Welcome back to faculty and students. It's great to see the number of students taking online classes in the LMC again this year. Students enjoy taking many classes not offered as part of the regular high school curriculum. Some of the classes students are taking are Italian, homeland security, criminology, and astronomy.
The humid beginning to the school year has also brought many students and classes to the LMC to enjoy the air conditioning. Anywhere between four and five classes may be working in the library at one time.
With Café Read a Latte behind me, I have begun working on a couple of other projects. I have purchased some items for my maker space. So far the students have enjoyed coloring pages, a puzzle, a brain teaser, and origami books and paper. I have plans to expand the area next year.
I also now have a Technology corner. Neal Sonnenberg, our tech integration specialist, made book recommendations to purchase for faculty. I have labeled shelves for faculty and student resources and will continue to add books to this area.
Who would have ever predicted a snowstorm in April? Café Read a Latte started off with a great turn out on Monday and then school was cancelled on Tuesday due to the snow. Luckily, I was able to accomodate the Tuesday classes later in the week and I didn't have to turn anybody away. I can confidently say, "A good time was had by all."
There are so many people who make this event possible. Thank you so much to the parent volunteers who donate their time to work during the event as well as those who donated pastry, beverages, and fruit. The students enjoyed seeing their parent(s) in school.
Several local merchants donated to Café Read a Latte as well. I would like to thank Blue Moon, Dunkin Donuts, Starbucks, Roche Brothers, and Shaw's for their generous contributions.
Lastly, thank you to the entire staff at the high school for participating in Café Read a Latte. In additon, a special thank goes out to Dawn Lavallee, our food service supervisor, who contributed fruit cups, donuts and muffins prepared in our very own kitchen. I also want to thank our custodial staff who had a little extra cleaning to do during this event.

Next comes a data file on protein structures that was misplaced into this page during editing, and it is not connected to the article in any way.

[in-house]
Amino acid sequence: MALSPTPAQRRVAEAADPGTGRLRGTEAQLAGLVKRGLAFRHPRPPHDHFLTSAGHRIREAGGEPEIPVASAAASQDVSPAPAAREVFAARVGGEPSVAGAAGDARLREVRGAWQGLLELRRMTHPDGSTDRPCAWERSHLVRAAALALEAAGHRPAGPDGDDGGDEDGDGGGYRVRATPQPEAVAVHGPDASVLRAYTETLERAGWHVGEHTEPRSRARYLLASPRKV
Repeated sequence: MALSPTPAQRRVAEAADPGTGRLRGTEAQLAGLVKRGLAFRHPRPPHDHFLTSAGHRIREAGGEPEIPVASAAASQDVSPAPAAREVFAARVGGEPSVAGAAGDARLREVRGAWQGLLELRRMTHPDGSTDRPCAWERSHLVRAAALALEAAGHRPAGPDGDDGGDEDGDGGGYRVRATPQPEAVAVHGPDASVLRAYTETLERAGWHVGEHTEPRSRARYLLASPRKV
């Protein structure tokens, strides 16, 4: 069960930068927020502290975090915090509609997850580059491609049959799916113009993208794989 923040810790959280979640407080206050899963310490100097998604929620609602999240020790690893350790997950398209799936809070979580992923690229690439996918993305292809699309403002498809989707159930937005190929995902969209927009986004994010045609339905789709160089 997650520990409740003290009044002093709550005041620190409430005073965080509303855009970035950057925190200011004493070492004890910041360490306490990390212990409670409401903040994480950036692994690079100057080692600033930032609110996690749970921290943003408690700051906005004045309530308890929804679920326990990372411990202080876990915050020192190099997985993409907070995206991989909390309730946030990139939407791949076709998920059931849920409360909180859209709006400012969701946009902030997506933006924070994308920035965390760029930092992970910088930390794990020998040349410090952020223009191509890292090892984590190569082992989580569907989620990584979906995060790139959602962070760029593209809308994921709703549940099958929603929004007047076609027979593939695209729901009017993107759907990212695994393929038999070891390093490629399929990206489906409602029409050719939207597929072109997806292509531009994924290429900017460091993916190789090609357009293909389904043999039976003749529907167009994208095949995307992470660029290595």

Medfield High will be recognizing Read Across America with a week long celebration March 13th-17th. During our fourteenth annual Café Read a Latte the Library Media Center will be transformed. We will create the atmosphere of a coffee shop inside a book store. Students can purchase coffee, hot chocolate, juice, snacks and cold drinks. All students will have a chance to browse for books during their English classes.
This year we welcome back Medfield Public Library's teen librarian Erica Cote. Last year Erica's display was a hit with the students. A new addition this year is guest author Paul Tremblay. His book, A Head Full of Ghosts captured the Mass Book Award for fiction this year.
Last week the LMC hosted the Hour of Code. Neal Sonnenberg and several students conducted various activities during period 5 reading. Teachers signed up their classes to take part. The students experienced coding using Arduino, Virtual Reality, 3D Printing, Makey Makey, Swift and Robotics. In addition Mrs. Cowell came over from Dale Street to introduce the students to Dash, Dot, and Probots which were a huge hit. The week culminated with class of 2010 graduate Logan Thomas speaking on Friday. Logan works for Cakewalk, a company that develops computer software for recording and making music, digital audio workstations and innovative virtual instruments.